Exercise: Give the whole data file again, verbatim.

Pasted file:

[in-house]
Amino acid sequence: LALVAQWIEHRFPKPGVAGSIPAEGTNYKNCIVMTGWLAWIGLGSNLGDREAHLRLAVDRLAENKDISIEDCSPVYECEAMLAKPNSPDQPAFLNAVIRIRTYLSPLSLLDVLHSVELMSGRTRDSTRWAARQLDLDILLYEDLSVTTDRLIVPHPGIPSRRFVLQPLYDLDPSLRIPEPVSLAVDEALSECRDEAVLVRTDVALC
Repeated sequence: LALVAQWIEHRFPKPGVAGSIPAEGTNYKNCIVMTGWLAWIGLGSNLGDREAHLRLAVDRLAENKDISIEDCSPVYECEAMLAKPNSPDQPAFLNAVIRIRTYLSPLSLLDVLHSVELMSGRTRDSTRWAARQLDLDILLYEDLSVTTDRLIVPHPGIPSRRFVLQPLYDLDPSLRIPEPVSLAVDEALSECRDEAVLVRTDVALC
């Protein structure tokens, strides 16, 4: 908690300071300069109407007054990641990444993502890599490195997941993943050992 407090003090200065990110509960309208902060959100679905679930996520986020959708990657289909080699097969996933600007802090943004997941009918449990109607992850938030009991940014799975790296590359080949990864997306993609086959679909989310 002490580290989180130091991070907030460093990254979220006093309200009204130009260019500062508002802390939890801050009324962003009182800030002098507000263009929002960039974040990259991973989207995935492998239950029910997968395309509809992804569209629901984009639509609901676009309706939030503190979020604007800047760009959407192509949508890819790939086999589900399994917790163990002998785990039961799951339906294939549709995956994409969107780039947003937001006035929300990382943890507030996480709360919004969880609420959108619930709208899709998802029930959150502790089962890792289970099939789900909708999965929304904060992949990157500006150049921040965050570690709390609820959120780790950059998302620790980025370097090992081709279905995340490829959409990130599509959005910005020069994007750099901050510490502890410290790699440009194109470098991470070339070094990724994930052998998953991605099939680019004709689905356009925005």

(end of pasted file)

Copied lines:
[in-house]
Amino acid sequence: LALVAQWIEHRFPKPGVAGSIPAEGTNYKNCIVMTGWLAWIGLGSNLGDREAHLRLAVDRLAENKDISIEDCSPVYECEAMLAKPNSPDQPAFLNAVIRIRTYLSPLSLLDVLHSVELMSGRTRDSTRWAARQLDLDILLYEDLSVTTDRLIVPHPGIPSRRFVLQPLYDLDPSLRIPEPVSLAVDEALSECRDEAVLVRTDVALC
Repeated sequence: LALVAQWIEHRFPKPGVAGSIPAEGTNYKNCIVMTGWLAWIGLGSNLGDREAHLRLAVDRLAENKDISIEDCSPVYECEAMLAKPNSPDQPAFLNAVIRIRTYLSPLSLLDVLHSVELMSGRTRDSTRWAARQLDLDILLYEDLSVTTDRLIVPHPGIPSRRFVLQPLYDLDPSLRIPEPVSLAVDEALSECRDEAVLVRTDVALC
């Protein structure tokens, strides 16, 4: 908690300071300069109407007054990641990444993502890599490195997941993943050992 407090003090200065990110509960309208902060959100679905679930996520986020959708990657289909080699097969996933600007802090943004997941009918449990109607992850938030009991940014799975790296590359080949990864997306993609086959679909989310 002490580290989180130091991070907030460093990254979220006093309200009204130009260019500062508002802390939890801050009324962003009182800030002098507000263009929002960039974040990259991973989207995935492998239950029910997968395309509809992804569209629901984009639509609901676009309706939030503190979020604007800047760009959407192509949508890819790939086999589900399994917790163990002998785990039961799951339906294939549709995956994409969107780039947003937001006035929300990382943890507030996480709360919004969880609420959108619930709208899709998802029930959150502790089962890792289970099939789900909708999965929304904060992949990157500006150049921040965050570690709390609820959120780790950059998302620790980025370097090992081709279905995340490829959409990130599509959005910005020069994007750099901050510490502890410290790699440009194109470098991470070339070094990724994930052998998953991605099939680019004709689905356009925005």